Among seat/head restraints the Institute evaluated in dynamic tests, more are rated poor overall (30) than good or acceptable (24). Proportions are better in Europe, where 45 of 88 seat/head restraints tested by Thatcham in the United Kingdom are good or acceptable, and 16 are poor. Another 26 weren't tested dynamically because of inadequate head restraint geometry.
Only 8 of the 73 seat/head restraints the Institute evaluated dynamically earned good ratings. In contrast, 18 European seats are rated good. Besides Volvos, some European Ford, Nissan, Renault, and Seat models earned good overall ratings.
Like the Institute, Thatcham is a member of the International Insurance Whiplash Prevention Group. This U.K. research group conducted the dynamic tests of seats sold in cars in the European market, while the Institute evaluated seats sold in cars in North America.
International protocol for rating seat/head restraints
Overall ratings are based on a two-step evaluation. First a head restraint's geometry (distance behind and below the top of the head of a seated average-size man) is rated good, acceptable, marginal, or poor. Seats with good or acceptable restraint geometry then are subjected to a dynamic test simulating the forces in a stationary vehicle that's rear-ended by another vehicle of the same weight going 20 mph.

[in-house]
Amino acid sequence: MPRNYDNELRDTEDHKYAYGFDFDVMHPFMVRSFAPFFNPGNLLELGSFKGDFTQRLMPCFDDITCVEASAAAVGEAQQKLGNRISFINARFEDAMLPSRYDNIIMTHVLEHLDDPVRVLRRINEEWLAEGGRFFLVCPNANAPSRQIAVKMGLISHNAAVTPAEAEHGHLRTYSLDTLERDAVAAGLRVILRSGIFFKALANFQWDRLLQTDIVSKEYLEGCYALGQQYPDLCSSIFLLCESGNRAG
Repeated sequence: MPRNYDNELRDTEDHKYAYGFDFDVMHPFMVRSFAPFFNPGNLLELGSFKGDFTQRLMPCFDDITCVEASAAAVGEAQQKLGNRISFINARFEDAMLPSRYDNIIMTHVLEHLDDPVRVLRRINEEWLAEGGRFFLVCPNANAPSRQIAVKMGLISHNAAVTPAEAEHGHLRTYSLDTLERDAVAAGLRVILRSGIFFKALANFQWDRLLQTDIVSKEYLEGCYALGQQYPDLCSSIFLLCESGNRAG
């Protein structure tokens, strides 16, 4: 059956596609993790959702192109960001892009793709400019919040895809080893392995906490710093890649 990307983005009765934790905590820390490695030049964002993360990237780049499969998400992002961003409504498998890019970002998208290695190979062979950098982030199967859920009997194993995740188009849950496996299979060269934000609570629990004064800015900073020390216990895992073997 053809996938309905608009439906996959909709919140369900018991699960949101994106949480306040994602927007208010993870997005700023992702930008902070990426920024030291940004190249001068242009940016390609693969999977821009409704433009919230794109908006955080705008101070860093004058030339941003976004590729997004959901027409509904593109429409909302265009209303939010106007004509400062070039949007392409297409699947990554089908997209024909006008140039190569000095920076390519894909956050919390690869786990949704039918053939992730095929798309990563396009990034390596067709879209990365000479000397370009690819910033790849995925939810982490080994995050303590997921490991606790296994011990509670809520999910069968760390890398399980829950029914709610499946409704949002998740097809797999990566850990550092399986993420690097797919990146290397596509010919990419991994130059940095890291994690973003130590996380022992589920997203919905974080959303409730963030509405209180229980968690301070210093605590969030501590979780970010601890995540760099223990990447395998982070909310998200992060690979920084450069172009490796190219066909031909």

In the dynamic test, measurements are recorded on a dummy (BioRID) representing an average-size man. Dynamic ratings are derived from two seat design parameters (peak acceleration of the dummy's torso and time from impact initiation to head restraint contact with the dummy's head) plus tension and shear forces recorded on BioRID's neck during the test.
The overall ratings of 73 seat/head restraints are based on both geometry and dynamic test results. Twenty-four other seats with marginal or poor head restraint geometry weren't tested dynamically because they cannot protect taller people in rear-end crashes. These seats are rated poor overall.